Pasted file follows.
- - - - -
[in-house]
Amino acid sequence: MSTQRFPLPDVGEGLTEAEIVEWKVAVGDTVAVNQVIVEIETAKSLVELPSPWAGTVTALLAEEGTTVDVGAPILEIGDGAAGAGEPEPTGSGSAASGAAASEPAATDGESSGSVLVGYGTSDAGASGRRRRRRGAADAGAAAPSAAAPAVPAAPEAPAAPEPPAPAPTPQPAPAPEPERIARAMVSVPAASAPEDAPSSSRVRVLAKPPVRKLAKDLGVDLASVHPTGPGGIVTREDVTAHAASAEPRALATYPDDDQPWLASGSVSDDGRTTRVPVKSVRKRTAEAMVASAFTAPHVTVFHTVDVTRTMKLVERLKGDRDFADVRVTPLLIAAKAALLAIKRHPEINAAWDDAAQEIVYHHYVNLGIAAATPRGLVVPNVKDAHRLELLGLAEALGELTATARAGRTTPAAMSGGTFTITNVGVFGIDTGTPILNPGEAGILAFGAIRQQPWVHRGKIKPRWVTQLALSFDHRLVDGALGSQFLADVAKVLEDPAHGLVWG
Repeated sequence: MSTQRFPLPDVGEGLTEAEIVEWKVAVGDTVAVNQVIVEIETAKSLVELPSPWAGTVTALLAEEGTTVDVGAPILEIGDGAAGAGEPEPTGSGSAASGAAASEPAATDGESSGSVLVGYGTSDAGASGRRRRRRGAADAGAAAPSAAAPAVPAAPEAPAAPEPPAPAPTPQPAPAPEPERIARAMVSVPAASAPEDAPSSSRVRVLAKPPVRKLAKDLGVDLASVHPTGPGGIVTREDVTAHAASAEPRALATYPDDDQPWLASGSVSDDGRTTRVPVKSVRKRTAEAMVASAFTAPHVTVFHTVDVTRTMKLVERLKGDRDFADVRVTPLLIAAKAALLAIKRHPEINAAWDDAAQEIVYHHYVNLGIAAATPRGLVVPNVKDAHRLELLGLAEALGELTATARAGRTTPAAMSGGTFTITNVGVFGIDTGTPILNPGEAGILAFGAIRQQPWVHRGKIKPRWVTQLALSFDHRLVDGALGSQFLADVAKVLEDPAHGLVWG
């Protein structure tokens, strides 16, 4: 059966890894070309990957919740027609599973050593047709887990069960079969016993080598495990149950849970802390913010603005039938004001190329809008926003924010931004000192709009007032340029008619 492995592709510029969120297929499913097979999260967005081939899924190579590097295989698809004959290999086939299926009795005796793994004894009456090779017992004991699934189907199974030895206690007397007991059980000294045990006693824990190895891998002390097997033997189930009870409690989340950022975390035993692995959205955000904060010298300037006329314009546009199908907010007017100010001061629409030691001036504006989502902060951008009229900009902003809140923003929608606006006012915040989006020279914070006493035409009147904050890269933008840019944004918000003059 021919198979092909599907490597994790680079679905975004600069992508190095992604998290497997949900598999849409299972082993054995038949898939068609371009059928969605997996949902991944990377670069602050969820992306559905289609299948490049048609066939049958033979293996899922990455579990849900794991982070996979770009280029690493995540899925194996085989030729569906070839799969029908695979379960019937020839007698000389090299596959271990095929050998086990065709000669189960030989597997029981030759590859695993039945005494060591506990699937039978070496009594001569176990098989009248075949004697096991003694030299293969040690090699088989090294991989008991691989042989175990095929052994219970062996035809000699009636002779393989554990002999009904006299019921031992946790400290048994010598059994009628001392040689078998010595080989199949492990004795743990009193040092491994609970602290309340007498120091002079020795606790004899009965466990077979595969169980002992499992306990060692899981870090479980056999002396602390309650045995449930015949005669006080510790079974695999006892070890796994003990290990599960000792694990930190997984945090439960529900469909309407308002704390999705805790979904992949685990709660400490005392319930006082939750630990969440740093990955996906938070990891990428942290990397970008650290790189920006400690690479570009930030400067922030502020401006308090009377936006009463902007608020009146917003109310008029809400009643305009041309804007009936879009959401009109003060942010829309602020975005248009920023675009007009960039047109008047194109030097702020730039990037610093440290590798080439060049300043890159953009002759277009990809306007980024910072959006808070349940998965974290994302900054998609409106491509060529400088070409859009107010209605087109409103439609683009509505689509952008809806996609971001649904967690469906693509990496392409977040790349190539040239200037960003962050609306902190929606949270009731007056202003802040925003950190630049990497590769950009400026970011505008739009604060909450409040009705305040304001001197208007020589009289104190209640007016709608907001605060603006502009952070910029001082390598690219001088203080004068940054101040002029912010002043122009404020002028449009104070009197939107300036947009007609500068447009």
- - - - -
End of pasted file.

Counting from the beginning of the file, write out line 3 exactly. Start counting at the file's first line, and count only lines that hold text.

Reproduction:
Repeated sequence: MSTQRFPLPDVGEGLTEAEIVEWKVAVGDTVAVNQVIVEIETAKSLVELPSPWAGTVTALLAEEGTTVDVGAPILEIGDGAAGAGEPEPTGSGSAASGAAASEPAATDGESSGSVLVGYGTSDAGASGRRRRRRGAADAGAAAPSAAAPAVPAAPEAPAAPEPPAPAPTPQPAPAPEPERIARAMVSVPAASAPEDAPSSSRVRVLAKPPVRKLAKDLGVDLASVHPTGPGGIVTREDVTAHAASAEPRALATYPDDDQPWLASGSVSDDGRTTRVPVKSVRKRTAEAMVASAFTAPHVTVFHTVDVTRTMKLVERLKGDRDFADVRVTPLLIAAKAALLAIKRHPEINAAWDDAAQEIVYHHYVNLGIAAATPRGLVVPNVKDAHRLELLGLAEALGELTATARAGRTTPAAMSGGTFTITNVGVFGIDTGTPILNPGEAGILAFGAIRQQPWVHRGKIKPRWVTQLALSFDHRLVDGALGSQFLADVAKVLEDPAHGLVWG